I recently had the pleasure of speaking to Lorraine Dickey, M.D., the CEO of The Narrative Initiative. Her innovative training program is designed to help healthcare professionals remain resilient while optimizing communication between providers and patients through telling stories. After listening to what her company does, I thought this would be a transformative program to implement in the home care industry.

This isn’t a cure to home care’s workforce problems, but it functions as a tool to help you solve problems that are due to perception: What does “quality care” mean to you as a home care administrator versus a new caregiver that you just hired? Do you have that kind of alignment and common understanding?

Healthcare providers — especially physicians — are taught to listen for data and numbers. This is true in home care as well; the numbers we look at are revenue-driven rather than outcome-driven or satisfaction-driven. This shift is starting with the use of value-based care in home healthcare settings, but home care agencies have a long road ahead in terms of data collection. But what does the right “data” look like?

Right ‘data’ for gathering home care stories

When we visit the doctor in pain, their response is usually “On a scale of 1 to 10, how would you rate your pain?” With The Narrative Initiative programming, a caregiver would instead ask, “What does pain mean to you? And “how does it affect you?” Clients talk in terms of stories. They don’t go to the hospital simply because they’re in pain, they go to the hospital because they can’t complete their activities of daily living (ADLs). Unless you take the time to listen to what’s hurting and how it hurts, the care provided will not align with the client’s expectations.

This goes in line with home care inquiry calls. When a distressed adult daughter is calling for services for a parent, they may express frustration. Why aren’t we taking the time to unpack that frustration and understand the complete scope of their frustration? It’s not necessarily all related to the need to find care for their parent; it could be stress with a child, marital issues, financial issues and more. We need to take the time to learn what these words mean in someone else’s context, and not our own.

As I was listening to Dickey explain the process of active listening, picking out certain words, and extrapolating storytelling information — qualitative data — it brought up a story in my head from a previous client of mine. He explained to me that he lived in excruciating pain. I spoke to our office manager and we talked about bringing in a local hospice or home healthcare agency for a pain management program. When we brought this up to the client, I remember him clearly saying, “I need to live in pain. Without pain, I don’t want to exist.”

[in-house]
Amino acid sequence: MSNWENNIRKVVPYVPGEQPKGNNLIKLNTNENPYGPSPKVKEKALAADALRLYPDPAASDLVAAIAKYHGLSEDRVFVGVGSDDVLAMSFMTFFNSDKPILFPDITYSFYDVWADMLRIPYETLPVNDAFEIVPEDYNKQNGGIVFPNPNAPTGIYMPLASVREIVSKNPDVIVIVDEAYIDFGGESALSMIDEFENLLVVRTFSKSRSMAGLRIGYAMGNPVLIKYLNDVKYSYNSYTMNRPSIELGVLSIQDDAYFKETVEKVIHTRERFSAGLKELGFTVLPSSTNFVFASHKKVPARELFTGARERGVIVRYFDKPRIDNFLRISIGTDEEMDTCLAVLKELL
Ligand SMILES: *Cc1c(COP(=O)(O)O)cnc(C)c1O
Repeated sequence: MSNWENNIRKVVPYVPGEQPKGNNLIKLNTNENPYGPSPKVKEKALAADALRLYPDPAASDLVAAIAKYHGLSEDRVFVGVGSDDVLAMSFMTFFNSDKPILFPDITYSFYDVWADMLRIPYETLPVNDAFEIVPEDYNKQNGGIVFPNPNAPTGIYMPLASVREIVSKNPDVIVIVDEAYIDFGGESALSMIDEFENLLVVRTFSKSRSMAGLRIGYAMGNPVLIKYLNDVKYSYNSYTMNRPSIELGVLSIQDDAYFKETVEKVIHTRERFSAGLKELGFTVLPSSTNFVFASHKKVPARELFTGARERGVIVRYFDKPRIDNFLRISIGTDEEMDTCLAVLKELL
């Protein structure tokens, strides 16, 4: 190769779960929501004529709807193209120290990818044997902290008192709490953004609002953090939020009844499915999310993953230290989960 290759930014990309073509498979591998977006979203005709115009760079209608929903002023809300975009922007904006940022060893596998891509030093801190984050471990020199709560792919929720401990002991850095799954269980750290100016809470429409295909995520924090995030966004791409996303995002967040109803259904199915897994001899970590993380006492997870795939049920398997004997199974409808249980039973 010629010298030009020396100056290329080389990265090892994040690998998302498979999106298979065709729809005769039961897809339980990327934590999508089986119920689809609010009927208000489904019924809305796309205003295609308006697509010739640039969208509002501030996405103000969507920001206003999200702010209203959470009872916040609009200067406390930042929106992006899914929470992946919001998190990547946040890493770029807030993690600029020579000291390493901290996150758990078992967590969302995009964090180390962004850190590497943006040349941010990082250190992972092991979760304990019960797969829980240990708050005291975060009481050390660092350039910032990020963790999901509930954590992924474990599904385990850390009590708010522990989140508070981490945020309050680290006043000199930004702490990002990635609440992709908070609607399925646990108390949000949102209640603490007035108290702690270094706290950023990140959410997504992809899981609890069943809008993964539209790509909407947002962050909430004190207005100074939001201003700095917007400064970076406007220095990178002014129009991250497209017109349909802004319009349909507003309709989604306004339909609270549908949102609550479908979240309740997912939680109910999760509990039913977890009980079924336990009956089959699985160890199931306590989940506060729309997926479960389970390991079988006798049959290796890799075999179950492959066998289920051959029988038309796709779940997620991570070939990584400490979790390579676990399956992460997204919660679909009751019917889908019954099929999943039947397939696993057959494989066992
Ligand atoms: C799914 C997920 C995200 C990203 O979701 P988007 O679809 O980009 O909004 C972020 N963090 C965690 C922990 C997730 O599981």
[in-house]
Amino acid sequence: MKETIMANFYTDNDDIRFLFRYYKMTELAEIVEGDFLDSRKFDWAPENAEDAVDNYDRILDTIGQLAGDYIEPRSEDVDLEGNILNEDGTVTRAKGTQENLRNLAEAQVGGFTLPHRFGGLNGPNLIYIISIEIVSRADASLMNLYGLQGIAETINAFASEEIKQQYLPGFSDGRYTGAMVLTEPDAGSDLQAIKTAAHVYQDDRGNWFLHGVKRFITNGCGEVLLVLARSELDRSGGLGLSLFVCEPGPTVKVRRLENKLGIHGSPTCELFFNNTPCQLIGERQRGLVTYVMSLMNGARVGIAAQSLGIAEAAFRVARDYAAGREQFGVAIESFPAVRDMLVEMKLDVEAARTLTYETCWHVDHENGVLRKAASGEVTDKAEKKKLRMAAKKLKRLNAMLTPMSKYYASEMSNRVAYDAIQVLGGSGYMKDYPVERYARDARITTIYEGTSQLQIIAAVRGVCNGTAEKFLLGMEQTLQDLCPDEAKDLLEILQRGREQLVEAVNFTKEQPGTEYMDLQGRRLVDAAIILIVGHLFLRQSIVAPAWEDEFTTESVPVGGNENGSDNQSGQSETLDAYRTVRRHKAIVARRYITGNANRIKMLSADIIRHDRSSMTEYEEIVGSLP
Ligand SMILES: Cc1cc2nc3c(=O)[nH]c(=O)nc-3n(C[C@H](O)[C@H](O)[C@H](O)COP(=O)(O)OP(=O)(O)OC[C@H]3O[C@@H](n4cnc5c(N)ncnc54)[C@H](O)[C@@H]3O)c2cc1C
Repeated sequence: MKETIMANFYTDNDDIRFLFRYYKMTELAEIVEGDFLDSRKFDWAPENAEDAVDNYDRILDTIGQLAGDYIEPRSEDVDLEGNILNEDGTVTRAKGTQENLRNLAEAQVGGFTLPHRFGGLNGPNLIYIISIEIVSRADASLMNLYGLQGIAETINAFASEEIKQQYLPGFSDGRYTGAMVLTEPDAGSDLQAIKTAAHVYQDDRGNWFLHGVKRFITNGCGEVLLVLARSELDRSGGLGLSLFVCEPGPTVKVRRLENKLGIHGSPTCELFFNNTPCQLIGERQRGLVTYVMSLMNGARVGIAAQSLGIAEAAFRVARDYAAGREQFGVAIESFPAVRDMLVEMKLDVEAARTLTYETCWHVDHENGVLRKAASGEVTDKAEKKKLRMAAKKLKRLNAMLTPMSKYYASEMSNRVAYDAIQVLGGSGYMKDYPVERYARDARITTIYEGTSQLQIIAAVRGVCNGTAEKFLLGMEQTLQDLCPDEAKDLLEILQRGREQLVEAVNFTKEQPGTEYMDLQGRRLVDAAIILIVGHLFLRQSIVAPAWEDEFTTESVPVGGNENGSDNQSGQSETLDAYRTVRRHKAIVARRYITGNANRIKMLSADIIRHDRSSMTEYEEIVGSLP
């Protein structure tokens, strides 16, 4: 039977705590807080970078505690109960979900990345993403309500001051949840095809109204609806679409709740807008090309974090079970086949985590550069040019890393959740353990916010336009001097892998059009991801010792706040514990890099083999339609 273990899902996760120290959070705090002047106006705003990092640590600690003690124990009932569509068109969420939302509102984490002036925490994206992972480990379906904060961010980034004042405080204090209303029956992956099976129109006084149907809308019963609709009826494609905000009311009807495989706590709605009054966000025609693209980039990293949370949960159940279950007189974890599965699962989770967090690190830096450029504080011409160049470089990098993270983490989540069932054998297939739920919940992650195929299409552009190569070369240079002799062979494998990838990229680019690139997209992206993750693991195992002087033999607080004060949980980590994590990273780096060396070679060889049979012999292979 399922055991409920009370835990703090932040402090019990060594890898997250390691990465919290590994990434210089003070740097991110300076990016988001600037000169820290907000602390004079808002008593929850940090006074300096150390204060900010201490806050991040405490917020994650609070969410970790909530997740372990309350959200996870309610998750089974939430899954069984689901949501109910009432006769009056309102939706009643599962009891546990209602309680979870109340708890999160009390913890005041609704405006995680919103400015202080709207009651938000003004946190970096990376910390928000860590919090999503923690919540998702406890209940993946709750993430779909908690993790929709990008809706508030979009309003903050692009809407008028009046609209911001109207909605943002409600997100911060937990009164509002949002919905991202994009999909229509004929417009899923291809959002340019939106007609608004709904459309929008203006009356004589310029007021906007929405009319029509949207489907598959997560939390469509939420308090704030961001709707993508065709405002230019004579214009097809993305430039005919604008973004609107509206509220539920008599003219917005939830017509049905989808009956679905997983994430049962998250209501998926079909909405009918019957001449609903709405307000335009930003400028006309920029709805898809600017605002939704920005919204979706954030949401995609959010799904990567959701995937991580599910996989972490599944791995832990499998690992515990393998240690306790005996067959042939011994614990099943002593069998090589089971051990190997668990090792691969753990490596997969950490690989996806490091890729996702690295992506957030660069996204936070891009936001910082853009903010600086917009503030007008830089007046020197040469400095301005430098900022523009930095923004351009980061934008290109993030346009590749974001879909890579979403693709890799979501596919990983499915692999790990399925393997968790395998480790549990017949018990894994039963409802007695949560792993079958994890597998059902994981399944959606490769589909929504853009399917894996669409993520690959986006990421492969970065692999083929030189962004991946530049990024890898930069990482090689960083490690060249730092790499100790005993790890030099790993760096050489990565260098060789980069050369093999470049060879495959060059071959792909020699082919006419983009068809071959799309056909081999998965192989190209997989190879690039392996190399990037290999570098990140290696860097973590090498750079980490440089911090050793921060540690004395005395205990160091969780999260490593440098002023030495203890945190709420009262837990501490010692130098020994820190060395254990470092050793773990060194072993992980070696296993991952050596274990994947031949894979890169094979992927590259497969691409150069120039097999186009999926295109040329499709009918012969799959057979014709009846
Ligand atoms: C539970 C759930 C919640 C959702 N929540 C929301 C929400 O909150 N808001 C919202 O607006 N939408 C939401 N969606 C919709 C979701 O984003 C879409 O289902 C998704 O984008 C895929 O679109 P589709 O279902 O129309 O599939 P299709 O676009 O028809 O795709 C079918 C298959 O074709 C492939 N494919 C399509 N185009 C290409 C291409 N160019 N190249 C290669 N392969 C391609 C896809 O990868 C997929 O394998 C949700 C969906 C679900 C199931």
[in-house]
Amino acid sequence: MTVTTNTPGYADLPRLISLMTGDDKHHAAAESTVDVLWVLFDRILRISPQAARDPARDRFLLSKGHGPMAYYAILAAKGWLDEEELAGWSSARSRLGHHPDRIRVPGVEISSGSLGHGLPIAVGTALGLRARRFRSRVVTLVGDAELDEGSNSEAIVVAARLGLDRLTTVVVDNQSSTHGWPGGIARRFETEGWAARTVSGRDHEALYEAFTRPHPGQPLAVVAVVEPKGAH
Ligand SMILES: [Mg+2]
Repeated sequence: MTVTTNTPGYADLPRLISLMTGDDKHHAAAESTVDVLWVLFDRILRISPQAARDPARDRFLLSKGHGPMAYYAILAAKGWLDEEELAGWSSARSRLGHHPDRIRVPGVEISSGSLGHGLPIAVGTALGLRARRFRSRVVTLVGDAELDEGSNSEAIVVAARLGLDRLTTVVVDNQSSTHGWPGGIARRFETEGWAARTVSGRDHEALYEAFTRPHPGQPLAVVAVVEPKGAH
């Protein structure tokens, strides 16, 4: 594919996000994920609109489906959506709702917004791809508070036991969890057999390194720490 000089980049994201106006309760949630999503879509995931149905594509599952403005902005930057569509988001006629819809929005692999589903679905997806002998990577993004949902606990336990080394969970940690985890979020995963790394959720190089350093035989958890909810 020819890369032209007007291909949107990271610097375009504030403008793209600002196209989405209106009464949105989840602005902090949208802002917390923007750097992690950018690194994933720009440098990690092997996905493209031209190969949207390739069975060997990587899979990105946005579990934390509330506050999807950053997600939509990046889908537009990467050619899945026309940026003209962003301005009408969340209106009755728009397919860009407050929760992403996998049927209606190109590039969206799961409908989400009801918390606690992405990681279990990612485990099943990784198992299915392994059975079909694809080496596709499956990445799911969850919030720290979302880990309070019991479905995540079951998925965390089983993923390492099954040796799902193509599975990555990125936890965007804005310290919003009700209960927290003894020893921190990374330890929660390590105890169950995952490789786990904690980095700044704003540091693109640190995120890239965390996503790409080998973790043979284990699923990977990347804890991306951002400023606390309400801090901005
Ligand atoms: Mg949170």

This client’s perception of pain differed from mine. We’ve all been trained to fix rather than to manage; this is one of the fundamental flaws of our sick care system. If we brought in hospice (or something like it) to manage this client’s pain, it may have fit the traditional definition of quality care, however, this client would’ve declined and suffered more than he did when he was in pain. If he was surveyed, he would’ve scored us poorly in that instance, because we would’ve ignored what he wanted.

Gold versus platinum

Dickey pointed out the important distinction between the golden rule and the platinum rule. The golden rule is simply to treat others the way you’d want to be treated. The platinum rule is to treat people the way they want to be treated. The Narrative Initiative’s mission isn’t solely centered around interactions with patients, it’s also designed to minimize workforce burnout and dissatisfaction through resilience.

They call it: write, read and reflect. When caregivers are in a room full of their peers, they’re surrounded by people who understand their struggles. While this programming does not serve as therapy, it contrastingly functions as a tool to manage complex problems. Caregivers would be given the opportunity to write about positive and negative interactions they’ve had, read their responses out loud, and receive actualization and validation from their peers. This isn’t a cure, rather, it’s an opportunity to share and feel heard. This requires active listening, not correction or hearing for numbers.

One point that Dickey made that I think many will reflect on is this: “What does comfort look like to you? This could mean being on-call less often for your office staff. As an agency owner, comfort to you might look like steady revenue growth. For your caregivers, this could mean making a wage that allows them to cover daycare costs without taking on a second job.

There is no silver bullet for caregiver recruitment and retention issues, but if you give your caregivers the tools to feel heard and listened to, as well as to listen and hear their clients, you’ll find yourself in a much better place in your home care business.

Jennifer Lagemann is a former family caregiver, as well as a former professional caregiver and administrator at home care agencies. She works as a writer and researcher, helping care providers to create patient- and family-friendly websites, articles and marketing literature.